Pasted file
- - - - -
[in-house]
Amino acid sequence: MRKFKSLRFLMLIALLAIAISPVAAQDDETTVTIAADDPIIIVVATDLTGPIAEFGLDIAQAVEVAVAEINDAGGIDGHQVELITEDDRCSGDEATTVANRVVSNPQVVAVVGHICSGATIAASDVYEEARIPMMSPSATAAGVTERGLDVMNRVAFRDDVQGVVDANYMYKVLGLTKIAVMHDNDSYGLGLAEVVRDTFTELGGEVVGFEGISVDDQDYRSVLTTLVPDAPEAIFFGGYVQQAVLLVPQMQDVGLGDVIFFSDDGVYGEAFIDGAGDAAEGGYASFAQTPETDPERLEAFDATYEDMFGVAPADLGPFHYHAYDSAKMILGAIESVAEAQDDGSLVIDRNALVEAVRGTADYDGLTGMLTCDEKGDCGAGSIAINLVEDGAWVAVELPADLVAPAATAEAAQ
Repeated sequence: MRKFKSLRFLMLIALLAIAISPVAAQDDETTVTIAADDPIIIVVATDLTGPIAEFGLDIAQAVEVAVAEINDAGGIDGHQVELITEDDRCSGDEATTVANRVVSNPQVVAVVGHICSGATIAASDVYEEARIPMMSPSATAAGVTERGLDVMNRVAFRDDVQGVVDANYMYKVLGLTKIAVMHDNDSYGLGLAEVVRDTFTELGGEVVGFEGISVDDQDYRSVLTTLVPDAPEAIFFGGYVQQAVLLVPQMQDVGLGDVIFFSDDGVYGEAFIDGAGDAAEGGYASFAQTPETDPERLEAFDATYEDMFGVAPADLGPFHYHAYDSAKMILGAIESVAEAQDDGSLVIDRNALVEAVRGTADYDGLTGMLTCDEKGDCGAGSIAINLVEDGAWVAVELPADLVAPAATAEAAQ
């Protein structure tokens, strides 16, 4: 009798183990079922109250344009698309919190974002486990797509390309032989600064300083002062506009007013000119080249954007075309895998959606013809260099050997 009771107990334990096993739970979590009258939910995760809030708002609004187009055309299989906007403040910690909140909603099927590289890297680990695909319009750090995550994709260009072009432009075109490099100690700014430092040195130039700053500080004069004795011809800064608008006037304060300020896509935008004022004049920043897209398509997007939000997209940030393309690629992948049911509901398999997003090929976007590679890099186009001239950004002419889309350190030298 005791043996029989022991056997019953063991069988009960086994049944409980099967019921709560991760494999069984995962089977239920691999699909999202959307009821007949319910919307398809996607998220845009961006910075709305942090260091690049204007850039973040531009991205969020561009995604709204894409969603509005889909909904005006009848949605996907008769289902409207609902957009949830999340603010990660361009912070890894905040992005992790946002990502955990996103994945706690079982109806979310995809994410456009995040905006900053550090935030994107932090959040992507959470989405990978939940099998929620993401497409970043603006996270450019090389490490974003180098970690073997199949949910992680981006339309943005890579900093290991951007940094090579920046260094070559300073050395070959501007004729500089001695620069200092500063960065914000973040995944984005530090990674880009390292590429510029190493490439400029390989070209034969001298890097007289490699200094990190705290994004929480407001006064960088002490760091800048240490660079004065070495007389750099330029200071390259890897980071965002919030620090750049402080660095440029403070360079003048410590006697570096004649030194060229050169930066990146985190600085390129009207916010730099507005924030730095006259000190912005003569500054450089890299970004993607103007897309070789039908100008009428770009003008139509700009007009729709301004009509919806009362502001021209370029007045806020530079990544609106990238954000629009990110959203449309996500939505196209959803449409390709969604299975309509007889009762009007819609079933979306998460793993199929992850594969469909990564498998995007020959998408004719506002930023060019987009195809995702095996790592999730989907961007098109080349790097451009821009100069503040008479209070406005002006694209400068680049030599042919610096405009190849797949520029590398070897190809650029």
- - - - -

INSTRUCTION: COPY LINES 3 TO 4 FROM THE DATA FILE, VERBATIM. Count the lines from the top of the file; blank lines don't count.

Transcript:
Repeated sequence: MRKFKSLRFLMLIALLAIAISPVAAQDDETTVTIAADDPIIIVVATDLTGPIAEFGLDIAQAVEVAVAEINDAGGIDGHQVELITEDDRCSGDEATTVANRVVSNPQVVAVVGHICSGATIAASDVYEEARIPMMSPSATAAGVTERGLDVMNRVAFRDDVQGVVDANYMYKVLGLTKIAVMHDNDSYGLGLAEVVRDTFTELGGEVVGFEGISVDDQDYRSVLTTLVPDAPEAIFFGGYVQQAVLLVPQMQDVGLGDVIFFSDDGVYGEAFIDGAGDAAEGGYASFAQTPETDPERLEAFDATYEDMFGVAPADLGPFHYHAYDSAKMILGAIESVAEAQDDGSLVIDRNALVEAVRGTADYDGLTGMLTCDEKGDCGAGSIAINLVEDGAWVAVELPADLVAPAATAEAAQ
């Protein structure tokens, strides 16, 4: 009798183990079922109250344009698309919190974002486990797509390309032989600064300083002062506009007013000119080249954007075309895998959606013809260099050997 009771107990334990096993739970979590009258939910995760809030708002609004187009055309299989906007403040910690909140909603099927590289890297680990695909319009750090995550994709260009072009432009075109490099100690700014430092040195130039700053500080004069004795011809800064608008006037304060300020896509935008004022004049920043897209398509997007939000997209940030393309690629992948049911509901398999997003090929976007590679890099186009001239950004002419889309350190030298 005791043996029989022991056997019953063991069988009960086994049944409980099967019921709560991760494999069984995962089977239920691999699909999202959307009821007949319910919307398809996607998220845009961006910075709305942090260091690049204007850039973040531009991205969020561009995604709204894409969603509005889909909904005006009848949605996907008769289902409207609902957009949830999340603010990660361009912070890894905040992005992790946002990502955990996103994945706690079982109806979310995809994410456009995040905006900053550090935030994107932090959040992507959470989405990978939940099998929620993401497409970043603006996270450019090389490490974003180098970690073997199949949910992680981006339309943005890579900093290991951007940094090579920046260094070559300073050395070959501007004729500089001695620069200092500063960065914000973040995944984005530090990674880009390292590429510029190493490439400029390989070209034969001298890097007289490699200094990190705290994004929480407001006064960088002490760091800048240490660079004065070495007389750099330029200071390259890897980071965002919030620090750049402080660095440029403070360079003048410590006697570096004649030194060229050169930066990146985190600085390129009207916010730099507005924030730095006259000190912005003569500054450089890299970004993607103007897309070789039908100008009428770009003008139509700009007009729709301004009509919806009362502001021209370029007045806020530079990544609106990238954000629009990110959203449309996500939505196209959803449409390709969604299975309509007889009762009007819609079933979306998460793993199929992850594969469909990564498998995007020959998408004719506002930023060019987009195809995702095996790592999730989907961007098109080349790097451009821009100069503040008479209070406005002006694209400068680049030599042919610096405009190849797949520029590398070897190809650029």